1. What are the penalties toward debtor according to the bible? Show me some verses, please....
2. What did Jesus say about debt (with verse)
3. How can we get rid of debt?
The Bible does not give any penalties against debtors that I could find. The Law of Moses says a lot about lenders, but little about debtors. There was a prohibition on lending with excessive (or, some rabbis say, any) interest. (Exodus 22:25; Leviticus 25:27; Deuteronomy 23:19-20) There were limits on what could be done to take possession of collateral on a debt (Deuteronomy 24:10-11). And under the Law of Moses there was the automatic cancellation of debts every seventh year (Deuteronomy 15:1-2). If a loan was made six months before the year of release, it was cancelled after six months, no matter the size of the debt. But even the Law doesnít specify the penalties for the lenders, and certainly none for the debtors. It appears that it was assumed that people would go into debt, and provided for the best conditions for them. The only way in which it could be said that there was any restriction or penalty on debt would be the restrictions on making a pledge and then not following through on it. ďIf a man vow a vow unto the LORD, or swear an oath to bind his soul with a bond; he shall not break his word, he shall do according to all that proceedeth out of his mouth.Ē (Numbers 30:2)
Jesus had little to say about debt. In Matthew 18 he told a parable about a man who owed a great debt, which was forgiven of him. He then went out and demanded repayment of debts owed to him. The master who originally forgave his debt punishes him, not for being a debtor but for being unforgiving. In Luke 7:41 Jesus makes the point that one who is forgiven a greater debt is more loving toward the one who forgave it. In Luke 16 he tells a parable of a man who assured his position as steward by forgiving parts of debts owed to his master. But Jesus says nothing against debtors themselves.
Debt becomes a problem for Godís people, then, only when it causes them to sin by not meeting their obligations. That would be when they can not repay the debt. That may also be when the debt is so great that repaying it causes them to neglect the support of their families.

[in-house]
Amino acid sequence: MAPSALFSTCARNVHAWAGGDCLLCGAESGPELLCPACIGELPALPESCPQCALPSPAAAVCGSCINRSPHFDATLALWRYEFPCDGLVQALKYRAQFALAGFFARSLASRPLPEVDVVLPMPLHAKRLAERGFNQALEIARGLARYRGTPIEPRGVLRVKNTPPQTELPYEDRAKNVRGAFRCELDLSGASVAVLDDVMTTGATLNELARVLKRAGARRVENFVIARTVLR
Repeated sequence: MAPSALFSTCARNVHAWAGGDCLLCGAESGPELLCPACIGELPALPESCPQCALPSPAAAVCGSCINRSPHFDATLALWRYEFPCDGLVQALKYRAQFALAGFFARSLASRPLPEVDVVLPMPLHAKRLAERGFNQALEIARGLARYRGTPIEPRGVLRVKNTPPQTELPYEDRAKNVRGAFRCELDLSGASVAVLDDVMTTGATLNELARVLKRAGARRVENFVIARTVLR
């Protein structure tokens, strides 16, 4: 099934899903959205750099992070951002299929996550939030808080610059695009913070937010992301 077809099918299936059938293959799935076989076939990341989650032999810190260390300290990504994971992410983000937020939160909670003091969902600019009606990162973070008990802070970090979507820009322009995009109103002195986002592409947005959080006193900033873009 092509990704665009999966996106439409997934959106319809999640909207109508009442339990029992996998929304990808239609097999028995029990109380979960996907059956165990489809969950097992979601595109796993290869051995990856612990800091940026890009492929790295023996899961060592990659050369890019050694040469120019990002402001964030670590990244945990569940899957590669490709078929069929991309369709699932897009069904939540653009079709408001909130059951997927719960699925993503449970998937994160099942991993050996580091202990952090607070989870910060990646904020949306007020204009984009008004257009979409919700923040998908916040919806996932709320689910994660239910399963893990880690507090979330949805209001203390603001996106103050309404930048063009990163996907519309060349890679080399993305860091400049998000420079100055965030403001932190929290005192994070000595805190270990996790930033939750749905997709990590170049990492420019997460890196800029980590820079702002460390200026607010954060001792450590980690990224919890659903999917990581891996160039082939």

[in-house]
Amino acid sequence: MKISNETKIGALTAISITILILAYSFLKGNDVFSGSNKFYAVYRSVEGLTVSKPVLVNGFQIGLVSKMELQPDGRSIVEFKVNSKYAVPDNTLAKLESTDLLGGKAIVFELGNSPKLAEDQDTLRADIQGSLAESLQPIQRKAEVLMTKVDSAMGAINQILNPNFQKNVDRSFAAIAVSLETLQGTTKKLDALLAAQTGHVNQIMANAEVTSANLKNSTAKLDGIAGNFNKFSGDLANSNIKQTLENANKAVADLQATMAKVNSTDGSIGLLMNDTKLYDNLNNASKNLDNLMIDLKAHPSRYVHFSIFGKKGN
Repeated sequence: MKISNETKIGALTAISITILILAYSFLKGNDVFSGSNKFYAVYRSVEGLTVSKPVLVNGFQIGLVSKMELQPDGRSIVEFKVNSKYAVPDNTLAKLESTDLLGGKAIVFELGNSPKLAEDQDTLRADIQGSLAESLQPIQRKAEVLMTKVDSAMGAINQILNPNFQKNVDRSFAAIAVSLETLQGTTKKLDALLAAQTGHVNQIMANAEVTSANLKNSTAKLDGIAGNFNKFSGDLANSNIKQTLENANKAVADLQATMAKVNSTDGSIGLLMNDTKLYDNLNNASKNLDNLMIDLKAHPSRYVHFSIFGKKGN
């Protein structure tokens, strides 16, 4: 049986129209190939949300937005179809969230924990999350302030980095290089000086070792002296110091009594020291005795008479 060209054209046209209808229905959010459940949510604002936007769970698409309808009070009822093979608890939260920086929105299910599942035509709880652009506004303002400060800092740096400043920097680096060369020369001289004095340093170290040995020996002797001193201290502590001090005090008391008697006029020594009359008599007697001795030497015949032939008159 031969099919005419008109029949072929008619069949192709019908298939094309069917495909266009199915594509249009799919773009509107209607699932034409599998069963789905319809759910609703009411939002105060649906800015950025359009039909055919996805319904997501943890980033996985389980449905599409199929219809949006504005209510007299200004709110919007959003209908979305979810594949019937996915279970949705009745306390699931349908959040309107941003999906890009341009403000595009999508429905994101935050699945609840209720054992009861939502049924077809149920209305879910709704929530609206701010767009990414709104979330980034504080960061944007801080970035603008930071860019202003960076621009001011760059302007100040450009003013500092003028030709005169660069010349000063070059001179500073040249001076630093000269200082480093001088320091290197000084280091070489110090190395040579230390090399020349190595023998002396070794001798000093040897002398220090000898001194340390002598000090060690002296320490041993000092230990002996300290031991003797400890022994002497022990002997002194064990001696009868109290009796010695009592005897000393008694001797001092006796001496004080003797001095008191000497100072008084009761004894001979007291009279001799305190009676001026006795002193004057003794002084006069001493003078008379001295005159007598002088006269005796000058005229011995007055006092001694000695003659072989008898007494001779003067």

That last question is a tough one. I, like many Americans, am in debt to various companies more than is good for me. The simplest answer would be not to get into debt in the first place. In many cases that is not an option. In America it is possible to find debt counselors who can help reduce debt by consolidating loans at a lower interest rate. If one is in excessive debt, cutting up or hiding the credit cards may be an option. Or, like in one commercial for managing debt, freeze the credit card in a large block of ice. This will cut down on impulse spending.
Most Christian debt counselors emphasize budgeting (and sticking to it), knowing the difference between needs and wants (there is that impulse spending thing again), and faith. That last one bears some explanation. Faith in God acknowledges that He is able to provide everything we need. Everything we have comes from Him. If we trust God, then a lot of our credit spending will be unnecessary. Some credit spending is based on a lack of trust that God will give us our needs. Another group of debtors takes the attitude that they can make all sorts of promises and not fulfill them. They donít believe God will punish their lies. Faith in God will obligate them to keep their promises, and they will be more likely to think twice about debt.
The best advice I can give, though, for reducing debt is to see a debt counselor. They have the skills and the contacts to help.